That’s the path. If you never show your work, you’re going to grow a lot more slowly. Eventually, if you want to make a career or have readers, you will have to show your work. In fact, eventually, people will even find your work without you knowing! Before that happens you should take advantage of your anonymity and get as much feedback as you can from the people you trust.

A creative career is a public career. Otherwise, it’s a hobby.

You aren’t doing yourself any favors by being too afraid to stand behind your work, flaws and all.

Breaking Free From Your Fear

Whatever your fear, there’s a way out. In fact, if you’ve been reading closely, you may have noticed that it’s usually the same way:

Make comics, share those comics, and make more comics.

When you’re training to swim, the only way forward is to dive into the deep end.

You have to start somewhere, and you have to be willing to keep going, to accept that you will fail along the way.

You’re only as good as your last project. Just keep creating.

What are you afraid of?

Creators for Creators with C. Spike Trotman

If you haven't heard of it before, Creators for Creators, is a newly-founded non-profit with an all-star founding group of comic creators - many of whom come from Image.

Here's a quick look at the creators involved.

 

Charlie Adlard, Jordie Bellaire, David Brothers, Kelly Sue DeConnick, Nick Dragotta, Leila del Duca, Matt Fraction, Kieron Gillen, Jonathan Hickman, Joe Keatinge, Robert Kirkman, Jamie McKelvie, Rick Remender, Declan Shalvey, Fiona Staples, Eric Stephenson, C. Spike Trotman, and Brian K. Vaughan.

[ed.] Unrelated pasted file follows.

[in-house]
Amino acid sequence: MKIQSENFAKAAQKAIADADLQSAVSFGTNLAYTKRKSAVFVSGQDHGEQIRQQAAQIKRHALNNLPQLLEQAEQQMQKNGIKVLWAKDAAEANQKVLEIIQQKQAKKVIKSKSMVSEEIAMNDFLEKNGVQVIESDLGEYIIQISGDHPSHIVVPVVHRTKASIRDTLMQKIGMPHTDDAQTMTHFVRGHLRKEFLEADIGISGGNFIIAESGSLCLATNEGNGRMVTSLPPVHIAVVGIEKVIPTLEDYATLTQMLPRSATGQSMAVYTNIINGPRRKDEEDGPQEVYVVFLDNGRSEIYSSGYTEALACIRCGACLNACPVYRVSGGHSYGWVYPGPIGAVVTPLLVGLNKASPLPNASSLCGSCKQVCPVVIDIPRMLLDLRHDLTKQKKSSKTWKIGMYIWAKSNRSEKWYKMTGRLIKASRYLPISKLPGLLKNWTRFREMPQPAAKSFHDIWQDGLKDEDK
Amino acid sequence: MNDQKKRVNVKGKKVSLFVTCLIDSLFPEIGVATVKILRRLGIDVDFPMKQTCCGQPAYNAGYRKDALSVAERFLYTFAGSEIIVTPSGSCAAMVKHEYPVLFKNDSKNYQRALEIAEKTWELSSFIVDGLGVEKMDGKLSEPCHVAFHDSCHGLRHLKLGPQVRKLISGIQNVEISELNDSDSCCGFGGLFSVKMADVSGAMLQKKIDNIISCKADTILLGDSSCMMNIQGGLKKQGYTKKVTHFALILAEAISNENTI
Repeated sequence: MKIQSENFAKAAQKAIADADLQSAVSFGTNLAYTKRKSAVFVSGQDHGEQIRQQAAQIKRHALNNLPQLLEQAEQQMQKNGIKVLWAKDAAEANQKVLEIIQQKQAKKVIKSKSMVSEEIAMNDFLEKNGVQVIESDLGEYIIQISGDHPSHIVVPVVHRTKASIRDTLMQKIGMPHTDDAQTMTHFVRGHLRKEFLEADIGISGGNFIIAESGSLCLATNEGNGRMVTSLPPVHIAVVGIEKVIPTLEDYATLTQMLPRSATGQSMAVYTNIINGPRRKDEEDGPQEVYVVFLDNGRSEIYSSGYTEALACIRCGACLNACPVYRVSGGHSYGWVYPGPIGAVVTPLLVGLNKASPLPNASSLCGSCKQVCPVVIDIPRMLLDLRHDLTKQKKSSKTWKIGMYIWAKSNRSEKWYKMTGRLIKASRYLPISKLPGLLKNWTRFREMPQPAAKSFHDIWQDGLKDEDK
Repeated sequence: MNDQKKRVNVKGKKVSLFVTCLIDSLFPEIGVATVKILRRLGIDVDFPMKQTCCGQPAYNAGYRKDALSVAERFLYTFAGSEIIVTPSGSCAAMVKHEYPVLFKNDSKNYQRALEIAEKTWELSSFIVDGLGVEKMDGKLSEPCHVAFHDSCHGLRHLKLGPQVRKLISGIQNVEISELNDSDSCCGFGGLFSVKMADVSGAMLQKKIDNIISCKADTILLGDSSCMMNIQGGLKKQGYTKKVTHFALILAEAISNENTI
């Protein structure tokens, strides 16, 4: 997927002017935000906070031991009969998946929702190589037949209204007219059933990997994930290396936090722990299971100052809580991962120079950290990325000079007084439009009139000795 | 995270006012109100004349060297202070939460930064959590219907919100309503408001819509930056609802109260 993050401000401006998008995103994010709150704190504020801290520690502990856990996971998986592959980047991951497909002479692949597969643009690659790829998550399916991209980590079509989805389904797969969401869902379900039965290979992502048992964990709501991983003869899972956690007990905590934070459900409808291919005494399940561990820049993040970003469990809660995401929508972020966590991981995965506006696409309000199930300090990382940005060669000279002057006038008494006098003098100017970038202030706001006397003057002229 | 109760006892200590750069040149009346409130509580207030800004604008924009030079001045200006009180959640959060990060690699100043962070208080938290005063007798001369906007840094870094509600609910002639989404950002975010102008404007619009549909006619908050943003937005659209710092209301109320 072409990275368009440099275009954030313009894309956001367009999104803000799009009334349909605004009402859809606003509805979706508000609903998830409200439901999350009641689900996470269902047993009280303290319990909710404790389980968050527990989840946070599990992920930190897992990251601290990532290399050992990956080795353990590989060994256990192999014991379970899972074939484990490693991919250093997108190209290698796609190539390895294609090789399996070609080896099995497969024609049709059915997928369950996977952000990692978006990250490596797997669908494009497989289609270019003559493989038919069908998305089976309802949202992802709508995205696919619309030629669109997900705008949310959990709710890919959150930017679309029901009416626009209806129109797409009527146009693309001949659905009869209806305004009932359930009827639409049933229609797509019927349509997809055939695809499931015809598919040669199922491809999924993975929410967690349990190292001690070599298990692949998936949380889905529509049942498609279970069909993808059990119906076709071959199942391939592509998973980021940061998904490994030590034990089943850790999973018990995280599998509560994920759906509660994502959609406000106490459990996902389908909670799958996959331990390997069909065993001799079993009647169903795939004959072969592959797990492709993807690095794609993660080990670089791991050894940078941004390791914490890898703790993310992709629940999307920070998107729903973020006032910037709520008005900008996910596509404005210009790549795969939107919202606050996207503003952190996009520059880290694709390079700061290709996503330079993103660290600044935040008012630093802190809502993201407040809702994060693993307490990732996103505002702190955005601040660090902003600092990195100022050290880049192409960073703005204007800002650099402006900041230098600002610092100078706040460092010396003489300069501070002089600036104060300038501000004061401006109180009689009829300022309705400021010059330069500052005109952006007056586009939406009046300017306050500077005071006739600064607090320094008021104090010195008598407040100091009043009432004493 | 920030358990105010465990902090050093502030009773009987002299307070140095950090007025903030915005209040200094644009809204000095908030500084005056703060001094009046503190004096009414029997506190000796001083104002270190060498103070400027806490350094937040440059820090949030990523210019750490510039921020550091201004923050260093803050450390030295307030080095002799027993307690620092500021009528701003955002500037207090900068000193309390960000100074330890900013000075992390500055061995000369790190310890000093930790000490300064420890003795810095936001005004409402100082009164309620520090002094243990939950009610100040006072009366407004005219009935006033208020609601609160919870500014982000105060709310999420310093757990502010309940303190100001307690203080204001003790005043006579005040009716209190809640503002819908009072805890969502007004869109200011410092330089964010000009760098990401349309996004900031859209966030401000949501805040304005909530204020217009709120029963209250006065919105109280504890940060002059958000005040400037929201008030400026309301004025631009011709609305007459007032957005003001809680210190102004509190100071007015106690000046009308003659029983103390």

It's stated goal is to "help pave the way for the next generation of comics creators by supporting their work financially and through mentorship, as well as providing opportunities for their creations to reach a wide audience."

To this end, they'll be providing $30,000 to one creator (or a writer / artist duo) to finance a "new and original work... between sixty-four and one hundred pages..."

I encourage you to read more about it here before you check out this post.

Spike Trotman

I've been really excited about the grant - and one of these reasons is the involvement of prolific indie creator / self-publisher Spike Trotman, who founded Iron Circus Comics.

I wanted to talk to her about her involvement with Creators for Creators and learn more about the grant.


Hey! Happy to be talking to you today.

So, to dive right in, when news of the grant came out a lot of people got really excited about it. I wanted to kick this off by discussing how the project came together. How did you get involved?

I was asked! By David Brothers of Image Comics, specifically. He knew how I felt about the state of the industry, and what I felt the best choices young creators could make were - namely, to work on their own material as much as possible and establish a body of work independent of superhero work-for-hire gigs, be it self-published or not - and knew I would be down to do something formal if it ever came along and I felt it was a good idea.

In my mind, your career in comics has really shown creators a different way of building a career. I’m all about that and often cite you as a great example of how creators can engage with the evolving comics industry.